Asthe Western sanctions include measures that remove some Russian banks from SWIFT, a payments-related messaging service based in Belgium that helps banks world-wide execute financial transactions, there has been some speculation around whether Moscow could gain leeway through cryptocurrencies. I’ve written about it here

Meanwhile, the Ukrainian government and a nongovernment organization that supports the military have raised $54.7 million through more than 102,000 crypto asset donations since Russia’s invasion, according to crypto compliance company Elliptic. 

Read more: Has the Russia-Ukraine war driven up bitcoin’s price? Here’s what analysts are saying

In addition, trading volume of bitcoin and so-called stablecoins have surged in Russia and Ukraine’s local currencies on Binance, since Moscow laid siege to Kyiv.

Some analysts believe that the war could be a “pivotal moment” for the crypto ecosystem in the long term.

The surge of some crypto’s trading volume in ruble and hryvnia “makes clear the value of a decentralized payment system when you cannot rely on a central government, central bank, or financial institution to preserve the value of, and maintain access to and control of, your financial assets,” Anastasia Amoroso, chief investment strategist at iCapital wrote in Wednesday notes, citing the Western sanctions and plunge of ruble. 

“The war has instigated a tectonic shift that we think will form the foundations of a multi-decade crypto bull run in time to come,” crypto trading firm QCP Capital wrote in its Telegram channel Wednesday. “If the global fiat system becomes a geopolitical tool that can be used to alienate a superpower, then alternatives to fiat become critically significant.” 

Still, the firm expects volatility in the weeks ahead, eyeing the U.S. consumer-price index to be released on March 10 and the Federal Open Market Committee’s coming meeting on March 15-16. The events will “shift the market’s focus back on the Fed,” QCP wrote.

Meanwhile, some analysts noted the Russia-Ukraine war could be a wake-up call for global regulators to tighten their grip on the crypto sector.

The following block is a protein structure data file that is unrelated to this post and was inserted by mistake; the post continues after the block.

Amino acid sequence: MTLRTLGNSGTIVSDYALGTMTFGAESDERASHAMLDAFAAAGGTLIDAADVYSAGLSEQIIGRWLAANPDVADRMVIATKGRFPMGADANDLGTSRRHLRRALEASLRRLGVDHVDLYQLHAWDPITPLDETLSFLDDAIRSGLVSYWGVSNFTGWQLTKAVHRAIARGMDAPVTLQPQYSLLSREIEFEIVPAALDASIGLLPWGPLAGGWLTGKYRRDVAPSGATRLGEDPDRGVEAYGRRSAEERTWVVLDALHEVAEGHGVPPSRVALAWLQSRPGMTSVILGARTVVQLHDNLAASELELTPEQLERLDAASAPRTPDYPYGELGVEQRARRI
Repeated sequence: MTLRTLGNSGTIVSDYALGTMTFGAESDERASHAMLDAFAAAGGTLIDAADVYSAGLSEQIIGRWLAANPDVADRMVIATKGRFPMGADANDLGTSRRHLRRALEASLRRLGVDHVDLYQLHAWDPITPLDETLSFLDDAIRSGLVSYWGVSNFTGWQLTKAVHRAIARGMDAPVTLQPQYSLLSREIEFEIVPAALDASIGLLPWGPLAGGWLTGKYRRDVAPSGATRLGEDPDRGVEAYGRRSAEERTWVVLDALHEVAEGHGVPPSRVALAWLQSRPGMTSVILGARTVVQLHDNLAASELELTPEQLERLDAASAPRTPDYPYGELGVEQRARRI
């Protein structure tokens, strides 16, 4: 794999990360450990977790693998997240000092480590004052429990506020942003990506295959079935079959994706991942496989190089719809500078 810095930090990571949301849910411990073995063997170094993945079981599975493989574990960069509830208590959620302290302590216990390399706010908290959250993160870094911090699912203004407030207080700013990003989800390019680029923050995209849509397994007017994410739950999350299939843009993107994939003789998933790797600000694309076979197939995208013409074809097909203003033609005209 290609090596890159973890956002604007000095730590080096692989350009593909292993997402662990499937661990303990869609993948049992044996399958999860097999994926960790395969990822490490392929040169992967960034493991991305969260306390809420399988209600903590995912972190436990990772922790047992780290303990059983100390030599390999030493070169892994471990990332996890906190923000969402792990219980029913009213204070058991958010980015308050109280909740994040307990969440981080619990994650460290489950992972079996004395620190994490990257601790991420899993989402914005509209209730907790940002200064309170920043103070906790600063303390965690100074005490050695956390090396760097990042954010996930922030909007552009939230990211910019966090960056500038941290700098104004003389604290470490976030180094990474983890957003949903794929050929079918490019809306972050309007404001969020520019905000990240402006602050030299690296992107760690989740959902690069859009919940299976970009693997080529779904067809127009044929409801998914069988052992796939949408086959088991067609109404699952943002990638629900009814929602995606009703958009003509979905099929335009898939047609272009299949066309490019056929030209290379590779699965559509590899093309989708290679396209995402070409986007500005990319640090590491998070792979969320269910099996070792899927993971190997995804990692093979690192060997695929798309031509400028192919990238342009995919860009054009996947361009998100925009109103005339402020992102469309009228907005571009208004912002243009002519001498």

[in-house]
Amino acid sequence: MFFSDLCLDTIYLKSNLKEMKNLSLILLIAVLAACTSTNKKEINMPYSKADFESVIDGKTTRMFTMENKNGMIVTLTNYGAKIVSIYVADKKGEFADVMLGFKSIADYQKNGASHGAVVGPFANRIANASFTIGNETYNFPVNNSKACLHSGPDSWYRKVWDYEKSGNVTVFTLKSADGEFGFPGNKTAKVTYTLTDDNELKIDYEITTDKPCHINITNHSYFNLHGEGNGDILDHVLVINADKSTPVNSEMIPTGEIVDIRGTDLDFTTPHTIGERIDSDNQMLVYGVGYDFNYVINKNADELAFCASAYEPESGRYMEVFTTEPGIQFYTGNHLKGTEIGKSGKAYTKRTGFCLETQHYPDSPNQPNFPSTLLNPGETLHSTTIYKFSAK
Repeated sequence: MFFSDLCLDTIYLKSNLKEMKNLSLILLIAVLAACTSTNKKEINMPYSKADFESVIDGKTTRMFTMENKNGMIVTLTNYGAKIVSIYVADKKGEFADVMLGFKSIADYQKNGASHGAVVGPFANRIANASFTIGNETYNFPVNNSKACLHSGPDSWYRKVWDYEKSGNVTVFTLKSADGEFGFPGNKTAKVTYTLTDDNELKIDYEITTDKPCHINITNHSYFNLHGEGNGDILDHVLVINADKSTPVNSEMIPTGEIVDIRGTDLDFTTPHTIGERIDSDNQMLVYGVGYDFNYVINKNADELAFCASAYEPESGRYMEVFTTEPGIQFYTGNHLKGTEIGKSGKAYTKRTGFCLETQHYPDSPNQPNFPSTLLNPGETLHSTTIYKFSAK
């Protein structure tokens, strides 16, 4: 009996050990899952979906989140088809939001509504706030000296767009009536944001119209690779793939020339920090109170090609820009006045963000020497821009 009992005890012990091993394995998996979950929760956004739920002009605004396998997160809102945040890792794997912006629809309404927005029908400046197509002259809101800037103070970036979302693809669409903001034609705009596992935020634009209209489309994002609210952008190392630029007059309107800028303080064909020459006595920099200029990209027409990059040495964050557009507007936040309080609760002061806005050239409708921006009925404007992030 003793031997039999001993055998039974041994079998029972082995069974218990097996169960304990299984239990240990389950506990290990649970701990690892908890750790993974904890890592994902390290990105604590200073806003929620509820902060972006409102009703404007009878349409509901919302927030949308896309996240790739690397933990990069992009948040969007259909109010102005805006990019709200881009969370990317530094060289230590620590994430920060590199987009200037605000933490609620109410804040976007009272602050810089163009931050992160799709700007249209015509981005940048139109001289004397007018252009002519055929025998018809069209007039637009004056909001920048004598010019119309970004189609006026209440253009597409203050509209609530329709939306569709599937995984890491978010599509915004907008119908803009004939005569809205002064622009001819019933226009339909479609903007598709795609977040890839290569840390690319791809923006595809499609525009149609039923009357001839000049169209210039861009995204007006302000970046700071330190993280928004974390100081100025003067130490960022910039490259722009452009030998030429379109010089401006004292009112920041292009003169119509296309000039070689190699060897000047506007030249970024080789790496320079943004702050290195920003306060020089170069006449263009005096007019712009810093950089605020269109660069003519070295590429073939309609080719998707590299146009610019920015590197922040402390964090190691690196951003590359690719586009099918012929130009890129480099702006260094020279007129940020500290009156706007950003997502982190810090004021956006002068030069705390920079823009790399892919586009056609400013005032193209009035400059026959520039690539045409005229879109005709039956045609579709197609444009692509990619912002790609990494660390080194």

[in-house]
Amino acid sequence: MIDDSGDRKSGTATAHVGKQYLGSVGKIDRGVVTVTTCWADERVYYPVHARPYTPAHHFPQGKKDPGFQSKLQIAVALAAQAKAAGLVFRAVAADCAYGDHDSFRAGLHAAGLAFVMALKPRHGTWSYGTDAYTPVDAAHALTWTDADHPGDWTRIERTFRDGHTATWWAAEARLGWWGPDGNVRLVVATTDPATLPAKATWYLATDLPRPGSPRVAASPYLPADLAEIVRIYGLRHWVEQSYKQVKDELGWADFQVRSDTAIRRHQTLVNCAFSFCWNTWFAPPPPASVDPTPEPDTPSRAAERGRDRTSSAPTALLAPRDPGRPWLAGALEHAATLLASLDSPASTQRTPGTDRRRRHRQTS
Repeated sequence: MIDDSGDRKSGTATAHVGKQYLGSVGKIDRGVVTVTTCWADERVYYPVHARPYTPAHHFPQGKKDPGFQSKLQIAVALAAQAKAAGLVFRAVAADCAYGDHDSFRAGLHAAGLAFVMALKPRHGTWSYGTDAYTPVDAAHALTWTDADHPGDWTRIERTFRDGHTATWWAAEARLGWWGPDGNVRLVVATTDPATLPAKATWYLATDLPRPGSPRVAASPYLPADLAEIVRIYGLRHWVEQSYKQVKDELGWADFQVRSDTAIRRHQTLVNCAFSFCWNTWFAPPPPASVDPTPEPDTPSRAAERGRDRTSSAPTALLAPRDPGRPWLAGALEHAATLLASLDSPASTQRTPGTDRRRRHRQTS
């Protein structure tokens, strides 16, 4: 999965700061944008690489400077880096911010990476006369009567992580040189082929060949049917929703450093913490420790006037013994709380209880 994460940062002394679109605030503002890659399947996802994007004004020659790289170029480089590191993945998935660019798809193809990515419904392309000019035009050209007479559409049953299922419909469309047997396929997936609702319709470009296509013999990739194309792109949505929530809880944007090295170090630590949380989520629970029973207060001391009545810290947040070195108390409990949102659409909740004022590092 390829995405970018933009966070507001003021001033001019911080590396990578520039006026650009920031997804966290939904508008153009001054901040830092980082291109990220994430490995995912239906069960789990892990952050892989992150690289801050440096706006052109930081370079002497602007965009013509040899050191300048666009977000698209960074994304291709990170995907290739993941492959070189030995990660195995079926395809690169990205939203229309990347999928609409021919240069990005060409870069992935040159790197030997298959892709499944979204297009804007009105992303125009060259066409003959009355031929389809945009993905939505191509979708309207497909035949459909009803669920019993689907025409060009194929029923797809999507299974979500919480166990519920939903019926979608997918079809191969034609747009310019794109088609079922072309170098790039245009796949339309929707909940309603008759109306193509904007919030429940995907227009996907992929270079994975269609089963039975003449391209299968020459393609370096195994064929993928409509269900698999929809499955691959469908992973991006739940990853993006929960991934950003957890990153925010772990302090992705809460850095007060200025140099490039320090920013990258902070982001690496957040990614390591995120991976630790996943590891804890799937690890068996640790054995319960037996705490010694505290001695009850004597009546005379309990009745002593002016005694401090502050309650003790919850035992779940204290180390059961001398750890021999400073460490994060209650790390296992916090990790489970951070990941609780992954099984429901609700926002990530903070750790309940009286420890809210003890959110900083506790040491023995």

Read more here: SWIFT banking sanction against Russia raises regulatory risk for crypto regs: Analyst

Crypto companies, funds

Shares of Coinbase Global Inc.
COIN,
-8.47%

traded down 5.6% to $183.85 Thursday afternoon. It was up 2.4% for the past five trading sessions. Michael Saylor’s MicroStrategy Inc.
MSTR,
-6.66%

declined 4.5% on Thursday to $438.69, while it has gained 10.5% over the past five days.

Mining company Riot Blockchain Inc.
RIOT,
-9.93%

shares are down 5.8% to $16.70, with a 3.1% gain over the past five days. Shares of Marathon Digital Holdings Inc.
MARA,
-8.26%

slumped 3.9% to $25.80, while they are up 12.3% over the past five days. Another miner, Ebang International Holdings Inc.
EBON,
-7.75%
,
traded 5% lower at $1.23, with a 1.2% loss over the past five days.

Overstock.com Inc.
OSTK,
-6.54%

traded down 3.5% to $54.02. The shares went up 1.9% over the five-session period.

Block Inc.
SQ,
-8.08%

’ s shares, formally known as Square, are down 6.4% to $116.33, with a 22.6% gain for the week. Tesla Inc.
TSLA,
-4.61%

‘s shares lost 2.3% to $859.53, while its shares logged a 7.4% gain for the past five sessions.

PayPal Holdings Inc.
PYPL,
-4.94%

lost 2.1% to $104.30, while it recorded a 0.6% decline over the five-session stretch. NVIDIA Corp.
NVDA,
-2.09%

lost 0.5% to $241.10, and was looking at a 1.3% gain over the week thus far.

Advanced Micro Devices Inc.
AMD,
-5.33%

inched down 2.4% to $113.80, while it lost 2.4% over the past five trading days, as of Thursday afternoon.

In the fund space, ProShares Bitcoin Strategy ETF
BITO,
-4.17%

was 3.2% lower at $26.70 Thursday, while Valkyrie Bitcoin Strategy ETF
BTF,
-4.21%

was down 3.2% at $16.60. VanEck Bitcoin Strategy ETF
XBTF,
-4.63%

fell 3.4% to $41.70.

Grayscale Bitcoin Trust
GBTC,
-6.85%

was trading at $28.60, off 5.2% Thursday afternoon.